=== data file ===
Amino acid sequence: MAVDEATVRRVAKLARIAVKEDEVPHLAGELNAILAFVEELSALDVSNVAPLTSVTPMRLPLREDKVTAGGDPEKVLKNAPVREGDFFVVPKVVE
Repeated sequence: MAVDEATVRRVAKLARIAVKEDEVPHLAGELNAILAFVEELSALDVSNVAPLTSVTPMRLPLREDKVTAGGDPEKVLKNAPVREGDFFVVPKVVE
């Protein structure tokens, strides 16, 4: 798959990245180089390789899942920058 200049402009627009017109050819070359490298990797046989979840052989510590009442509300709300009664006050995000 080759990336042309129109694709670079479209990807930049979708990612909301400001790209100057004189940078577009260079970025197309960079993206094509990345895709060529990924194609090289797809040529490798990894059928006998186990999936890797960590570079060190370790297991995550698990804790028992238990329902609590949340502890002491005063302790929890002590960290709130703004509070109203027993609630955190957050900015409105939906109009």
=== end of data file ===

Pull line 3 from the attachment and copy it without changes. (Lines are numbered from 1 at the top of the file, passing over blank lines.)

């Protein structure tokens, strides 16, 4: 798959990245180089390789899942920058 200049402009627009017109050819070359490298990797046989979840052989510590009442509300709300009664006050995000 080759990336042309129109694709670079479209990807930049979708990612909301400001790209100057004189940078577009260079970025197309960079993206094509990345895709060529990924194609090289797809040529490798990894059928006998186990999936890797960590570079060190370790297991995550698990804790028992238990329902609590949340502890002491005063302790929890002590960290709130703004509070109203027993609630955190957050900015409105939906109009």